Google HCU Helpful Content Update: All you need to know
In response to user dissatisfaction and the degradation of online content quality, Google has recently launched a major update: Google HCU Helpful Content Update.
Its goal? Penalize content that is not or barely useful to the user.
So, if you’ve noticed a sudden drop in traffic or visibility of your website on Google since August 2022, December 2022 or September 2023, this update could well be the cause…
And, like any website owner who sees their site’s performance plummet after a “penalty”, you’re worried. That’s normal.
But rest assured, although annoying this algorithm is not a penalty in itself, and, with a little methodology, by showing good faith, it is possible to remedy this problem.
Think you’ve been penalized by Google’s update? Don’t panic, Debugbar, gives you all the keys to understand this update and know how to adapt your content.
So, ready to dive into the heart of the subject and thwart the pitfalls of this update? Let’s go!
What is Google’s Helpful Content Update?
The Helpful Content Update is an update of Google’s algorithm designed to assess and reward content quality. Initially applied to English language sites (on August 25, 2022), it now applies to all content since December 5, 2022, and was updated on September 14, 2023.
Its mission? Promote the visibility of content that is genuinely helpful to users and, conversely, penalize those that are simply intended for search engines and completely unhelpful for users.
In SEO jargon, this is called a “ranking signal”. That is to say, it allows Google to adjust the positioning (ranking) of a website based on the quality of its content.
So this is quite an important update. And, as you might have guessed, Google put it in place for a good reason…
Why did Google make this update?
Let’s be frank, Google wants users to find what they’re looking for on their Search engine. Yes, that seems simple enough, doesn’t it? But if users are constantly confronted with dubious, redundant, or simply useless content, they will have a poor experience and eventually turn elsewhere for information.
And Google certainly doesn’t want that!
So HCU is Google’s weapon to counteract this degradation of online quality linked to the rise of AI and improve user experience.
It is designed to encourage content creators to produce material that is genuinely helpful and relevant to their audience.
How does the HCU algorithm work?
It’s simple. The HCU algo is referred to as “sitewide”. In other words, it doesn’t just look at a single page but the entirety of a site’s pages.
This means that if a site has an excess number of pages deemed irrelevant, its overall score can decrease within this algo.
However, keep in mind that HCU can have a greater or lesser impact on websites.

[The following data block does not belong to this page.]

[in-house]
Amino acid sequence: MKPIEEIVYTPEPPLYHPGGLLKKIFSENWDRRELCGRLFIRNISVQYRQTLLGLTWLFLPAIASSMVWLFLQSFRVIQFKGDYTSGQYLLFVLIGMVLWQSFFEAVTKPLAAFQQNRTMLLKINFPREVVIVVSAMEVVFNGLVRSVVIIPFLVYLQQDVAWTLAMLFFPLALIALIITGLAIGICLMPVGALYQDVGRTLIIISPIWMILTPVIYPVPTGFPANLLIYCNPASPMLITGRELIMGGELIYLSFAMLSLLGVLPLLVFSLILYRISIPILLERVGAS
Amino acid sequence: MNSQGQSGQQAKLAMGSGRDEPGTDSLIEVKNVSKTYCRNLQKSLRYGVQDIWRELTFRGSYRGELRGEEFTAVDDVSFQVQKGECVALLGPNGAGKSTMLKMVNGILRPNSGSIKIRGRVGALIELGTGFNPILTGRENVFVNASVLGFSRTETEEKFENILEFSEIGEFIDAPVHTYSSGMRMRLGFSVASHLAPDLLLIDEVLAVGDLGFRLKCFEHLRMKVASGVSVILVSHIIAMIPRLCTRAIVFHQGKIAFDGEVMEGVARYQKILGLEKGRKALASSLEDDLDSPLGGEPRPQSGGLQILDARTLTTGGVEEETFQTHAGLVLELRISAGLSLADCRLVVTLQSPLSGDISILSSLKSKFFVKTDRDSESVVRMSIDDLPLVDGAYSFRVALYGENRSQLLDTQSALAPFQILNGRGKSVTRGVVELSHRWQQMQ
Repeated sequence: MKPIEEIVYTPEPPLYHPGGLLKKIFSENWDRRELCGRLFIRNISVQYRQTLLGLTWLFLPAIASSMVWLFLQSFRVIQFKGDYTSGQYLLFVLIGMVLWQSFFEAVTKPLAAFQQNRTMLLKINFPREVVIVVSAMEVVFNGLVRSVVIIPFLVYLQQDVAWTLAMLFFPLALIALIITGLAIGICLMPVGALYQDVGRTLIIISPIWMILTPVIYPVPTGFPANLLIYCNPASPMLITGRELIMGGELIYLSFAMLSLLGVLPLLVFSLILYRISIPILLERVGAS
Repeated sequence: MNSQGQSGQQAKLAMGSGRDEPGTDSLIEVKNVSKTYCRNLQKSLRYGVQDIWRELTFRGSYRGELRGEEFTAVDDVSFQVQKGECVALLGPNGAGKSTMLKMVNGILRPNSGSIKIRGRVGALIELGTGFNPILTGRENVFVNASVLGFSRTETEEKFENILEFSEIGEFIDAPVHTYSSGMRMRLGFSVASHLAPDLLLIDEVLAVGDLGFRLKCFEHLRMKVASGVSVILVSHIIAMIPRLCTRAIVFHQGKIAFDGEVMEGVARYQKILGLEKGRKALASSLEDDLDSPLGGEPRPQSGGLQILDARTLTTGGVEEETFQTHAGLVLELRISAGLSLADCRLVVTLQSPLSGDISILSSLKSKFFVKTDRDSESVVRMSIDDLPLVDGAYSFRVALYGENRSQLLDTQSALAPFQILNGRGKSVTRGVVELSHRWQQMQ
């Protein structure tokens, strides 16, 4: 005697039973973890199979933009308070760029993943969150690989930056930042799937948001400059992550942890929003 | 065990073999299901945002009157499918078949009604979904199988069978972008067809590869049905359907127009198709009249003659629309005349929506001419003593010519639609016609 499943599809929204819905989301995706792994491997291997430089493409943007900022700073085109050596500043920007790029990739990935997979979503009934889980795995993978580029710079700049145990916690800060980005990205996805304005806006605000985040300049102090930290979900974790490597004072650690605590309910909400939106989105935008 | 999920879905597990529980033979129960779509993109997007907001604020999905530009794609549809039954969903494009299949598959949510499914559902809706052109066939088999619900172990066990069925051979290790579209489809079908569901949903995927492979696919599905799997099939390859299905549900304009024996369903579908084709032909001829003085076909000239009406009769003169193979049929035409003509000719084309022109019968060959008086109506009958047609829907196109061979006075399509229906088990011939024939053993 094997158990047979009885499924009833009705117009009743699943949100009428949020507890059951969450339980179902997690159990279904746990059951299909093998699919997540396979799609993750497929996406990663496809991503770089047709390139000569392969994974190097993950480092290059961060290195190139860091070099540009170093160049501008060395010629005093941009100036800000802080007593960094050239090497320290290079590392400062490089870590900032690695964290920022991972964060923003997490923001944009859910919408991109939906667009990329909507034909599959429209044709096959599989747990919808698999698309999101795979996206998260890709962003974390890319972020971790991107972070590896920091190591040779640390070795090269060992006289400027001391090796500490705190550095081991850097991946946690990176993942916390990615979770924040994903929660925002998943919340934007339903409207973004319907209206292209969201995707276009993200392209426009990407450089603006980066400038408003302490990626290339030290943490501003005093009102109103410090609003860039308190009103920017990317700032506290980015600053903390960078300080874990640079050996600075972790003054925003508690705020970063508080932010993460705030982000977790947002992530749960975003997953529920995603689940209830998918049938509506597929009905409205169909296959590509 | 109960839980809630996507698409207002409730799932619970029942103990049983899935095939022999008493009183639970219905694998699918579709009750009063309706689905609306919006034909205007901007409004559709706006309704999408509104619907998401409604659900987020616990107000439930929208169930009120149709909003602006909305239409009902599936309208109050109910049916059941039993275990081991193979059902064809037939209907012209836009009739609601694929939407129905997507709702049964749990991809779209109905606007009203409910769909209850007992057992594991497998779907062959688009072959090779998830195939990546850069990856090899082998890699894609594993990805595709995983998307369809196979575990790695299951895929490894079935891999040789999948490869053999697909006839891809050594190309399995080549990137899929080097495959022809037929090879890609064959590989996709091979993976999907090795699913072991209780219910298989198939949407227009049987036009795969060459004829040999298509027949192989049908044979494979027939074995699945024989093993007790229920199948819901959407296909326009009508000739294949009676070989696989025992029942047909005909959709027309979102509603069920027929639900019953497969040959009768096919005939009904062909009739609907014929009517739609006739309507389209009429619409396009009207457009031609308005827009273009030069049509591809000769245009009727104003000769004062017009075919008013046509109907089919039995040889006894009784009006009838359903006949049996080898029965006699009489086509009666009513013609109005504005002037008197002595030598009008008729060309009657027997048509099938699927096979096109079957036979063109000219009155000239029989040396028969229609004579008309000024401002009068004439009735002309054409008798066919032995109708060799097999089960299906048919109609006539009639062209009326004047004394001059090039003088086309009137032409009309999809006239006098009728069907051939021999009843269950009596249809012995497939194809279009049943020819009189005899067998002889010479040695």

For example, a site that mostly contains irrelevant content may see its traffic significantly affected for several months.
At this point, you’re probably wondering what Google bases its content quality evaluation on? Well, let’s look at that right now…
What criteria does the HCU algorithm use?
Helpful Content Update examines several criteria to assess the relevance of content, including:
- Editorial quality: The algo will analyze if your content meets the expectations of your users. It must be concise and well-written.
- The presence of AI-generated content: Helpful Content Update was designed to detect if content has been generated by artificial intelligence. Such contents are often of poor quality and therefore penalized.
- User behavior: Google takes into account signals such as time spent on the site or bounce rate to judge content quality.
- Google EAT: Three key factors that Google takes into account:
- and trust (EAT in English).
Furthermore, you should know that Google continuously analyzes all sites.
In other words, there’s no specific time or day to be evaluated by the algo. However, it can take several months for changes made to your content to be reflected in its ranking.
In which situations might Google penalize you?
The Helpful Content Update is fairly strict and can penalize your site in certain circumstances. You are at risk of being penalized if:
- Your content is mainly created to please search engines rather than provide real value to users. In short, if your content is an awful mess that only consists of keyword stuffing, Google is highly likely to penalize you.
- You produce large quantities of content in the hope of improving your website SEO, but without really adding value for your readers. Creating content just for the sake of creating content is not a good strategy. Google will now prioritize web page quality over quantity.